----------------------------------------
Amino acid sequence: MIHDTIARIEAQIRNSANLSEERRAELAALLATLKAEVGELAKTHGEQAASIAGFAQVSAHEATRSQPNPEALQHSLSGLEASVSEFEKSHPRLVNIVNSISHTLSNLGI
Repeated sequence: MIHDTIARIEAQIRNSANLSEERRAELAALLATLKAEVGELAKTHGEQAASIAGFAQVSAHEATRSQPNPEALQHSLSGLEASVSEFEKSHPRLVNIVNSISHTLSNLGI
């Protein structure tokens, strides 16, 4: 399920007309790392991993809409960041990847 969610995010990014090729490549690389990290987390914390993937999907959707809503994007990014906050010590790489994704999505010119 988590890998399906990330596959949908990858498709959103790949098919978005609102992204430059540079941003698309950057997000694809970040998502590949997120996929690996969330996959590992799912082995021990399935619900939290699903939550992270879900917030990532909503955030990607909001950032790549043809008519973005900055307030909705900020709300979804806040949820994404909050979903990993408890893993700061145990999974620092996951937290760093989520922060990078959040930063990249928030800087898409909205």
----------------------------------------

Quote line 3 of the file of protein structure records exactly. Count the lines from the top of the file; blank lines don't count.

């Protein structure tokens, strides 16, 4: 399920007309790392991993809409960041990847 969610995010990014090729490549690389990290987390914390993937999907959707809503994007990014906050010590790489994704999505010119 988590890998399906990330596959949908990858498709959103790949098919978005609102992204430059540079941003698309950057997000694809970040998502590949997120996929690996969330996959590992799912082995021990399935619900939290699903939550992270879900917030990532909503955030990607909001950032790549043809008519973005900055307030909705900020709300979804806040949820994404909050979903990993408890893993700061145990999974620092996951937290760093989520922060990078959040930063990249928030800087898409909205």